"I built myself an office, in the master bedroom of the former apartment on the third floor…… I vividly remember the moment when I started the project. It was late at night and I was watching TV. Suddenly, my desire to build something serious became overpowering….. I put down my drink, loaded my tools into a canvas bag, carried the bag up to the third floor, and began, very quietly, to demolish an old plaster wall, in which deep cracks shaped like cartoon lightening bolts stretched from the ceiling to the floor. Carefully, I wedged the claw end of the hammer into one of the cracks; carefully, I pried off a piece of plaster the size of a chocolate chip cookie; carefully I caught the plaster cookie in my other hand, so that it wouldn’t ht the floor. I was trying very hard not to make too much noise because my kids were asleep one floor below. Yet I was so excited about building my office that before beginning I hadn’t bothered to cover the room’s freshly made bed or to remove some recently dry-cleaned clothes that were hanging in the closet. ( I did take a moment to close the closet door.)"

Sheetrock and Shellac also contains a lot of fascinating information about a lot of diverse things, hence the name. Here is an example from the section on shellac:

"Shellac is made from a natural resin, called lac, which is the only commercially valuable resin that is produced by an animal. (All other natural resins – rosin, amber, mastic, and dammar among them – are produced by plants; most synthetic resins, including the ones in  most plastics, are derived from petroleum."

I guess you can tell that I highly recommend this book. According to the dust jacket Owen is a staff writer for The New Yorker and has written a dozen previous books. I think I’ll go find another one of his books to read next.

 

Firehouse Pancake breakfast

Before leaving for the bay area today we stopped at the new firehouse pancake breakfast. The house we are renting is in the Del Webb’s Sierra Canyon at Somersett, It is  just down the road from the fire station. It was a lot of fun to watch the kids sitting in the fire truck and trying out the fire hose. I am really enjoying reading the Reno Realty Blog that included the story about the pancake breakfast.

A Presidential reading project and His Excellency – George Washington

As I mentioned a few days ago I have started working on a goal of reading at least one book about each of our presidents. I enjoy biographies because of the personal perspective on history that they provide. If anyone reading this has suggestions of other good presidential books to read I would love to hear your suggestions.

I just finished reading His Excellency – George Washington by Joseph J. Ellis. I thoroughly enjoyed it. It gives what appears to be a very balanced view of Washington’s life. In reading it I came to appreciate what an extraordinary man he was. He certainly earned the title Father of our Country.  Both John Adams by David McCullough and this Ellis book talk about what a pragmatist and realist Washington was and how valuable that trait was both during the war of independence and then later as president.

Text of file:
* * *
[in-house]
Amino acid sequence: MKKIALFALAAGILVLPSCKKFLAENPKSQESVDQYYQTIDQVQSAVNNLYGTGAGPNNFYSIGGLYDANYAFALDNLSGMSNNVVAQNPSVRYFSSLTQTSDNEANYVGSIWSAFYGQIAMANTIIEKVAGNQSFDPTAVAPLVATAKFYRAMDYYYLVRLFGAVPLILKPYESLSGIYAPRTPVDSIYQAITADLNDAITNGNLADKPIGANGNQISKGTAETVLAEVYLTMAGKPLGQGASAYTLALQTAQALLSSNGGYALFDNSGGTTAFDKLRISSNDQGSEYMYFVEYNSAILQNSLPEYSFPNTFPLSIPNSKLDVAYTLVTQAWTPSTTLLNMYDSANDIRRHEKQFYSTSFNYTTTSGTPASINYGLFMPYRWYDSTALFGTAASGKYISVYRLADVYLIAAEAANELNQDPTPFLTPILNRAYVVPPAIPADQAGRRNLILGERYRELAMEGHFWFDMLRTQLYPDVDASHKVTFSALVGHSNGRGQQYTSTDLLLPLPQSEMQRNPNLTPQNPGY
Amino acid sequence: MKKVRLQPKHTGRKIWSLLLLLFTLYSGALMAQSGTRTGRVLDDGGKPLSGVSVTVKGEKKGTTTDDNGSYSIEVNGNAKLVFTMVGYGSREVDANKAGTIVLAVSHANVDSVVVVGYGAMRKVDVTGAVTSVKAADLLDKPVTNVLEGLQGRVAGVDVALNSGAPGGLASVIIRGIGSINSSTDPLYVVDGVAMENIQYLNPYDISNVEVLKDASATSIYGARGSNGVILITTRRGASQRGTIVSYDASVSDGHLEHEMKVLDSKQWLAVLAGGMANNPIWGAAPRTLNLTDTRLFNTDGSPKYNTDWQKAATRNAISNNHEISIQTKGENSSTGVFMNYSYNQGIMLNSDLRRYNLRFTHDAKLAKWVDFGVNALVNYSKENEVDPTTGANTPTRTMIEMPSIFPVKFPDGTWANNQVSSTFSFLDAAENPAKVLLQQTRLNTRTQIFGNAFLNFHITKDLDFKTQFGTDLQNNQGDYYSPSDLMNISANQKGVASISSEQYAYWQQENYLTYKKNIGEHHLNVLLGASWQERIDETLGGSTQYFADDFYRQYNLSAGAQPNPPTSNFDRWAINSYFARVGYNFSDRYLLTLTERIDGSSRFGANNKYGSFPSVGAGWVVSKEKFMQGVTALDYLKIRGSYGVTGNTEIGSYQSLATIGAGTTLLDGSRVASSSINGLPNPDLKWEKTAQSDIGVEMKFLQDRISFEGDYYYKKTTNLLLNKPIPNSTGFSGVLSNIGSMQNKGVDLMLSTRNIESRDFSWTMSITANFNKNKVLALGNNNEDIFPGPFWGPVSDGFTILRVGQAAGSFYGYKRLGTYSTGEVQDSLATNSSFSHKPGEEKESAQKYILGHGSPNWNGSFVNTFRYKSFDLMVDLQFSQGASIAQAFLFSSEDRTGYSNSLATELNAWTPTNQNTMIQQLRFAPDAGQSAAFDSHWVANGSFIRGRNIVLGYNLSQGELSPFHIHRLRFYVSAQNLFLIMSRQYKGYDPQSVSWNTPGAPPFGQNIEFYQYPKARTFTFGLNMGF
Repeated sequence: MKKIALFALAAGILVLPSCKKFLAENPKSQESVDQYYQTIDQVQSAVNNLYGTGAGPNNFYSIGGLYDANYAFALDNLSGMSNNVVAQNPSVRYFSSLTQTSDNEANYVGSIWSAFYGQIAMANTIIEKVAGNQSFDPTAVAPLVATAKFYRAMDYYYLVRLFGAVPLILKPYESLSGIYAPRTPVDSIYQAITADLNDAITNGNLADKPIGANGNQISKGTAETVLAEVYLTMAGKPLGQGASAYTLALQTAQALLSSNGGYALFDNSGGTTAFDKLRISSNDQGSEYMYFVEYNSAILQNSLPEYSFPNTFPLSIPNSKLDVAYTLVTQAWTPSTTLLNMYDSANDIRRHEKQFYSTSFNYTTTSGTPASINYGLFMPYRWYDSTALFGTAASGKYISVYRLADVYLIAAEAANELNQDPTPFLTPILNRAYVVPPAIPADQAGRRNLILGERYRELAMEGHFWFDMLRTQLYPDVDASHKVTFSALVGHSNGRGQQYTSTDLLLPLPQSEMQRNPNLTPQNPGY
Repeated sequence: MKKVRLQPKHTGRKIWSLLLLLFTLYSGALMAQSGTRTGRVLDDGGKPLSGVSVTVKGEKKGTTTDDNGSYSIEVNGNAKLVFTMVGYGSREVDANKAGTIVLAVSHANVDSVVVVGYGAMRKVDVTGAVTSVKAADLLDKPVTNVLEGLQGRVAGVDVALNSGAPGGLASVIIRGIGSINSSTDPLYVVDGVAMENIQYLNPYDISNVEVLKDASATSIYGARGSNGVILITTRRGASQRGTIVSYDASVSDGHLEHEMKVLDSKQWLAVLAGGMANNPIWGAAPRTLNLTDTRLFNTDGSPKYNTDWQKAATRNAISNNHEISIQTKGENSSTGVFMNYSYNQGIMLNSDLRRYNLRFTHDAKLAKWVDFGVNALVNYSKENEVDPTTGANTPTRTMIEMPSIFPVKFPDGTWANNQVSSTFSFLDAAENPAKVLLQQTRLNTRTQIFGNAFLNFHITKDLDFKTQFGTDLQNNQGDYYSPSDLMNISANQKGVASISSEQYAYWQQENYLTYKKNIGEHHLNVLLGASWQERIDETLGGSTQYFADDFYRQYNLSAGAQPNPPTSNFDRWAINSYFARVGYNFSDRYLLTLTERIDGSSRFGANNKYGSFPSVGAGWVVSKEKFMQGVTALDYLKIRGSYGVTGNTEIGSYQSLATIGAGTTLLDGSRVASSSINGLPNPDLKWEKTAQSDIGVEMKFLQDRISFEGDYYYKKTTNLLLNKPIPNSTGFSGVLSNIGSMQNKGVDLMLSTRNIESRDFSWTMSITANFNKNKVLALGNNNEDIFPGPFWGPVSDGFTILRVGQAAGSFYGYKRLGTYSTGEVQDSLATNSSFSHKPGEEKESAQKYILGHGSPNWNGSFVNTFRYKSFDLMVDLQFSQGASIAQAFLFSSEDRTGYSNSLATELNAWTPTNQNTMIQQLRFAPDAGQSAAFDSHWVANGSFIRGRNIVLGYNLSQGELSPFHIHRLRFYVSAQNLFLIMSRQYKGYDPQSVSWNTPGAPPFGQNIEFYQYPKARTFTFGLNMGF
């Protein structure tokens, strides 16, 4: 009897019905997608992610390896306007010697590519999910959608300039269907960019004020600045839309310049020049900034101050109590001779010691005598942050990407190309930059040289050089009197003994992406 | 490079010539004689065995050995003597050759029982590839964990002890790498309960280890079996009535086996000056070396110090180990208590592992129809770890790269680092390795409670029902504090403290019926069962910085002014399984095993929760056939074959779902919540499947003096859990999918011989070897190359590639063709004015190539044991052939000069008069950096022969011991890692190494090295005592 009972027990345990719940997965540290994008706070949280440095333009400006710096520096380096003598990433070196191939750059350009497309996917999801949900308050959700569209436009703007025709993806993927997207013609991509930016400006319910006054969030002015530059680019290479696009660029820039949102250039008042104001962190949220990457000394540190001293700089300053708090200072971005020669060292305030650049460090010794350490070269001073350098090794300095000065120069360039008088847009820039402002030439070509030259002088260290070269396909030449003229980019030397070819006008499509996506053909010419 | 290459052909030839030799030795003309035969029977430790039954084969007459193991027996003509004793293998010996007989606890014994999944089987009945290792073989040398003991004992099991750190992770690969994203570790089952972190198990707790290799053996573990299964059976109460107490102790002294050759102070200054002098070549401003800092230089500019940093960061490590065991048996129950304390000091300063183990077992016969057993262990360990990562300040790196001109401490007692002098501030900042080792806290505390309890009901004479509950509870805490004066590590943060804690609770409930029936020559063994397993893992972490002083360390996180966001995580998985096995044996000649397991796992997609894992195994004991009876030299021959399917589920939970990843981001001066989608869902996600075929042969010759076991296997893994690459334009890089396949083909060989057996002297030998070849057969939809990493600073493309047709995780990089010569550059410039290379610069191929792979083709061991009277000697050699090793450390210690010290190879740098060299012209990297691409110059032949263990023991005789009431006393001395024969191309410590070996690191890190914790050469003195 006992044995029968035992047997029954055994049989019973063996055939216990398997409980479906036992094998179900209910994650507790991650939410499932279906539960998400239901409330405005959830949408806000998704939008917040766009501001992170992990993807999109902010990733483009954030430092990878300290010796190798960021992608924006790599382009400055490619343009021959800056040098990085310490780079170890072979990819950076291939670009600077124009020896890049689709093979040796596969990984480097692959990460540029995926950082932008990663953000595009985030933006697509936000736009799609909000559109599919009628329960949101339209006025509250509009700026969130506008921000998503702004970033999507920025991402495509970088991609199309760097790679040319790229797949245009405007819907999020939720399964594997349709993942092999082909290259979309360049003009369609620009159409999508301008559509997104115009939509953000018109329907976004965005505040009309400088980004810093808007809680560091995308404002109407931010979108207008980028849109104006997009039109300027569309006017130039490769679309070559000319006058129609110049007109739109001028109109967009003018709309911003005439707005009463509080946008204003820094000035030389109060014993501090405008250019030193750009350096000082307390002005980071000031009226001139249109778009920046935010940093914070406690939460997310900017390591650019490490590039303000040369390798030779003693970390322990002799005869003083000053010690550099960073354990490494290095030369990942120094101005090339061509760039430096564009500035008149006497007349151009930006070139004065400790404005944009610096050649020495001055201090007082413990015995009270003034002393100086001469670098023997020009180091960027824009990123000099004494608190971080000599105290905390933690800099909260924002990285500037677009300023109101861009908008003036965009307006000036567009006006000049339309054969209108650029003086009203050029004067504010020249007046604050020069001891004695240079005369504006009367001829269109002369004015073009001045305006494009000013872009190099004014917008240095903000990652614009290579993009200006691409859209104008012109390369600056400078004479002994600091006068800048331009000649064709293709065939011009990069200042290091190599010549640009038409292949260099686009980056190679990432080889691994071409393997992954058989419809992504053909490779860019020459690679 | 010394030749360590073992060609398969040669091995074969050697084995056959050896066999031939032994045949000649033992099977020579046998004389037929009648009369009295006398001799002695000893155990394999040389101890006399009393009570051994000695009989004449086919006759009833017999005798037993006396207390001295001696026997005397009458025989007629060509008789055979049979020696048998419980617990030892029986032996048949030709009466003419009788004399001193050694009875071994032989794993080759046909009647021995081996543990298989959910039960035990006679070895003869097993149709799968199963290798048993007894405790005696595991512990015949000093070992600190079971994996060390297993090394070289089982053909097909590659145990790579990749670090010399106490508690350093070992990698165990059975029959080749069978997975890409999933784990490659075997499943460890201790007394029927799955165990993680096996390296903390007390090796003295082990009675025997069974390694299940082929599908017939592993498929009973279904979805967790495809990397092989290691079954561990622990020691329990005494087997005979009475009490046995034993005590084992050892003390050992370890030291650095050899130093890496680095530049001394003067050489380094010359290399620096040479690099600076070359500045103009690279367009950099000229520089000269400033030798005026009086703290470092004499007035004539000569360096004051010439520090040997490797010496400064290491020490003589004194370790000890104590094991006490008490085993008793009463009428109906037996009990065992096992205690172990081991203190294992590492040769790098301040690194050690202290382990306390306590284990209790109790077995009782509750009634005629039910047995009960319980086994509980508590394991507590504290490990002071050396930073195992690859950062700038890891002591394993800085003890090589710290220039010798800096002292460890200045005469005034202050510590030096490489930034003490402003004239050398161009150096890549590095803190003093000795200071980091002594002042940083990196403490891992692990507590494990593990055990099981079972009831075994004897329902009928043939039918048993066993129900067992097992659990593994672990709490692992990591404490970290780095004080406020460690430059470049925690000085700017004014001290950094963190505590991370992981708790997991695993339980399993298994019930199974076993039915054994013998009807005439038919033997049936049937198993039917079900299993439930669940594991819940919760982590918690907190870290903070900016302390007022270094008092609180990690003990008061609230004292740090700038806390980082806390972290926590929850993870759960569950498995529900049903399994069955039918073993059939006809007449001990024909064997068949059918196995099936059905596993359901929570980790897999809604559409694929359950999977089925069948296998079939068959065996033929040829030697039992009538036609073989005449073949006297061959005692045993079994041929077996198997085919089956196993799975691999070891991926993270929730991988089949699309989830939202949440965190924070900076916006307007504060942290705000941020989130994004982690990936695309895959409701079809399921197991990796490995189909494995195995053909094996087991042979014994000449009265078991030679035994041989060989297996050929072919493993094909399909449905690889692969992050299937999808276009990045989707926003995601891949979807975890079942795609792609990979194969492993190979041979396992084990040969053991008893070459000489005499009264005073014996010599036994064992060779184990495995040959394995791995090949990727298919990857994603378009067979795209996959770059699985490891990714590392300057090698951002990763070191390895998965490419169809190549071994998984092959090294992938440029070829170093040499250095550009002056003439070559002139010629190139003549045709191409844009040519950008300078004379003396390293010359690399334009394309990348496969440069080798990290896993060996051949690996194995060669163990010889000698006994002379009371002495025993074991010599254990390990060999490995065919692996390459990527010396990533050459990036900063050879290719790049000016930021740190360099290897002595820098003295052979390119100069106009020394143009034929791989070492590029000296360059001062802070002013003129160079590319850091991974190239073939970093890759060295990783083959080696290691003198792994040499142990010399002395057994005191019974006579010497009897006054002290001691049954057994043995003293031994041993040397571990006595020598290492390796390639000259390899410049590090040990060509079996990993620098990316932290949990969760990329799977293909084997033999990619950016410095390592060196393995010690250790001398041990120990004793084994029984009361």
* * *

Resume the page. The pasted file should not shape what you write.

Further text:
The book goes into some depth about Washington’s attitudes and actions towards slaves
and American Indians. In both cases his practical and realistic view of the issues seem admirable for the time.

One of the things that has surprised me about this time period is how partisan and vicious the press were. Both McCullough and Ellis discuss this. I thought that commentators like Rush Limbaugh and Maureen Dowd and their slanted, one sided, mean views of the world were a new phenomenon but apparently the press in the late 1700s may even have been worse if that is possible.

Washington’s concern about how he would be viewed by history surprised me. He not only worried about it but he also tried to shape it.

The fact that Washington retired after two terms and allowed the democratic process to work is something we take for granted. Ellis points out that it was an extraordinary act. How many revolutionary leaders from other countries can you think of who have done the same?

I am excited about my presidential reading project. I have always loved books and reading and I am finding that one of the best things about retirement is having the time to read. I love these quotes from the McCullough book about John Adams our second president.

“Adams library numbered 3,200 volumes”

“Unable to sleep as long as Abigail he would be out of bed and reading by candlelight at 5 in the morning and later would read well into the night.”

“Your father’s zeal for books will be one of the last desires which will quit him.” Abigail observed to John Quincy in the spring of 1816 as the 81 year old Adams eagerly embarked on a sixteen volume French history.

My Summer

This has been an incredibly hectic and challenging summer. I have a hard time coming up with the right way to describe the last three months.